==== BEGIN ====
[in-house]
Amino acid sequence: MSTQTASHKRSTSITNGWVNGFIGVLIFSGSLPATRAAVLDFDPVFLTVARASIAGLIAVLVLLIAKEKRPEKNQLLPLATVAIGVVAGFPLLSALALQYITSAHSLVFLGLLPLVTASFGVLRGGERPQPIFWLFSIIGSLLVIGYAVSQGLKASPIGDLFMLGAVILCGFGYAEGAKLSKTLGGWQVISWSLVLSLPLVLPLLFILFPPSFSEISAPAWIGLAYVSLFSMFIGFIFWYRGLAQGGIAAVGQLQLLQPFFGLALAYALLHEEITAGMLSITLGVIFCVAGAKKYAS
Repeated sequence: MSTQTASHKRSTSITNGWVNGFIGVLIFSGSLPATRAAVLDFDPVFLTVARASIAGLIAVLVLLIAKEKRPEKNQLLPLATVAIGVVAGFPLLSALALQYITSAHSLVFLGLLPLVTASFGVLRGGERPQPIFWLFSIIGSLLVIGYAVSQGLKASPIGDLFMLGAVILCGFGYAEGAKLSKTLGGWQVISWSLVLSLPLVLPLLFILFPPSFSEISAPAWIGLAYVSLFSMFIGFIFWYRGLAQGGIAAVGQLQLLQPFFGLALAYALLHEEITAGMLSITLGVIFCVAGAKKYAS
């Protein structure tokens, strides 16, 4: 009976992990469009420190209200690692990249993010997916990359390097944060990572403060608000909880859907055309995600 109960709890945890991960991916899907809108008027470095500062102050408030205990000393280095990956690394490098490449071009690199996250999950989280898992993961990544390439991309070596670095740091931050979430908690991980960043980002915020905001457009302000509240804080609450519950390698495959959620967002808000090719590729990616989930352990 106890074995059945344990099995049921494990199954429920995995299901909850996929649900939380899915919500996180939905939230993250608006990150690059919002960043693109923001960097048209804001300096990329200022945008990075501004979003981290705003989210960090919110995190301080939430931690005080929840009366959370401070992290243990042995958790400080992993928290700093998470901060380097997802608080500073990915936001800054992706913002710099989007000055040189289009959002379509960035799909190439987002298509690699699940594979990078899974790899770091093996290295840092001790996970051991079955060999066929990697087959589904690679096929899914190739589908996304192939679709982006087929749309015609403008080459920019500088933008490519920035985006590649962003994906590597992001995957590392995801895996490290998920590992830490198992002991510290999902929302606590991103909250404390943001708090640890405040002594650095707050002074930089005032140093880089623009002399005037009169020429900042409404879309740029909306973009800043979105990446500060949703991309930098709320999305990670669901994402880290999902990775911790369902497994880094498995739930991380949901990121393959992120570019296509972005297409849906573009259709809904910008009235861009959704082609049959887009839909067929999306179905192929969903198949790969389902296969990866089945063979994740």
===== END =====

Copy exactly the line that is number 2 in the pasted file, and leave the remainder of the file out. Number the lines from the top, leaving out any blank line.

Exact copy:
Amino acid sequence: MSTQTASHKRSTSITNGWVNGFIGVLIFSGSLPATRAAVLDFDPVFLTVARASIAGLIAVLVLLIAKEKRPEKNQLLPLATVAIGVVAGFPLLSALALQYITSAHSLVFLGLLPLVTASFGVLRGGERPQPIFWLFSIIGSLLVIGYAVSQGLKASPIGDLFMLGAVILCGFGYAEGAKLSKTLGGWQVISWSLVLSLPLVLPLLFILFPPSFSEISAPAWIGLAYVSLFSMFIGFIFWYRGLAQGGIAAVGQLQLLQPFFGLALAYALLHEEITAGMLSITLGVIFCVAGAKKYAS